Pampas Grass

Discussion in 'Poaceae' started by danggophers, Oct 3, 2007.

  1. danggophers

    danggophers Member

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    My pampas grass I bought 3 years ago has died out in the middle of the plant leaving just a outside ring of grass. I've heard this happens. Why does it do this and can it be avoided?
    thankyou
     
    Last edited: Oct 10, 2007
  2. Weekend Gardener

    Weekend Gardener Active Member 10 Years

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    That's just the way pampas grows naturally. As the clump grows, the center stems die off. Some people say that the stems in the center only survive one season. But this may not be true all the time - it may depend on the climate and the variety. The large clump that we had to get rid of recently had center stems that reshoot every year for the first 4-5 years. However, even then, by it's 8th year, which is this year, there is significant center die off, and it was starting to look really raggedty. New shoots are produced from the periphery of the clump, not adjacent to the dead center, so that, in time, the pampas grass will resemble a ring, not a clump. I don't think there is anything you can do to prevent this from happening. But you can divide the ring of stems and replant to make new clumps.

    While we were cutting into the center of the clump of 8 year old pampas in our yard, it is evident that the center core is filled with mosture. And that's on a day when it had not rained for a whole week. The stems in the middle did not die of senescence, but from rotting of the short rhizomes, roots and stems. It's so spongy, soft and decayed in the middle, that remnants could be pulled off with ease. It seems that the tight growth of the new stems on the outer ring acts like a circular dam, retaining moisture in the middle.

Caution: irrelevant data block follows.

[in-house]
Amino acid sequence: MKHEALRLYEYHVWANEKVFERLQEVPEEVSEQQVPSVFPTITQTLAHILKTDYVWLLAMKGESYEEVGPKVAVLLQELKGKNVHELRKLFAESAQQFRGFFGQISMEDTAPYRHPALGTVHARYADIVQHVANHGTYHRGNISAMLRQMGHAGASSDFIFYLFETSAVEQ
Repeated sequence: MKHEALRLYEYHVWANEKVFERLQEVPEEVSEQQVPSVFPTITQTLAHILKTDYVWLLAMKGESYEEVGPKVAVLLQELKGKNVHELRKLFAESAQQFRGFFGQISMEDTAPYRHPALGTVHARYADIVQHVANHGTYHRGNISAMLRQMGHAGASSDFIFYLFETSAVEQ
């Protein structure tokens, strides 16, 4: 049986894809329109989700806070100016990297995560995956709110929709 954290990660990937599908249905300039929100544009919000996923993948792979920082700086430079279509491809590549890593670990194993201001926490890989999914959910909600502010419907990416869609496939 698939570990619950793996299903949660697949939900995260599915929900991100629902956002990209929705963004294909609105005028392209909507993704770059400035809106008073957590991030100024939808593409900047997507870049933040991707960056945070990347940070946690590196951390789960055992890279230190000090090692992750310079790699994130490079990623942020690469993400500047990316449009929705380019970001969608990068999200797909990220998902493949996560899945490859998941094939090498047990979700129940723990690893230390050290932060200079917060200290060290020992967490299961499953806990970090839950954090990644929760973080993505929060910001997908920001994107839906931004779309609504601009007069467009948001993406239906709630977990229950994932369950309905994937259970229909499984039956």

As for removing pampas grass clumps, a lot has been said about how tough a job this can be. Well, you may want to take a tip from what we have learnt - no pampas grass is gong to stand in the way of a TigerSaw, equipped with a 10 inch green wood blade!
     
  3. Ron B

    Ron B Paragon of Plants 10 Years

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    Some go quite visibly and extensively bald in the center, even becoming mostly bare with some ridiculous isolated tufts on the perimeter. Many others appear to maintain a full presentation indefinitely - although I haven't made a study of it. So, I don't think it's "natural" for the center to die out in a conspicuous fashion, am inclinded to assume some mishap or other variably prevalent phenonemon is causing it. Some forms of pampas grass are not terribly hardy, we lost nice clumps of the clone or strain of C. selloana 'Pumila' sold under the Ivory Feathers trademark last winter here on Camano Island - apparently because it got below 20F, burning them right up, as though completely tender.
     
    Last edited: Oct 4, 2007
  4. Liz

    Liz Well-Known Member 10 Years

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    You can strip (pull) the old dead growth with a pair of long gloves on. Tie it up in sections if there is a lot and just do one loose bit at a time or it can be burned out as long as it is a safe thing to do. Not near buildings etc. New growth will start up and off it goes again. I have been doing this to a pampas for years. and it is fine. Getting rid of old material is easy as long as you have somewhere to compost it or shred it. It will break down fairly quickly.

    liz

    Liz
     
  5. danggophers

    danggophers Member

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    thankyou.. My pampas grass was also moist and rotten in the dead center. I've heard pampas grow abundantly along the California coast. Sand which drains well might solve the problem. trev
     
  6. Weekend Gardener

    Weekend Gardener Active Member 10 Years

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    I agree, perhaps those gardeners whose pampas grasses have well preserved centers garden in drier climates, or in well drained soils.
     
  7. Liz

    Liz Well-Known Member 10 Years

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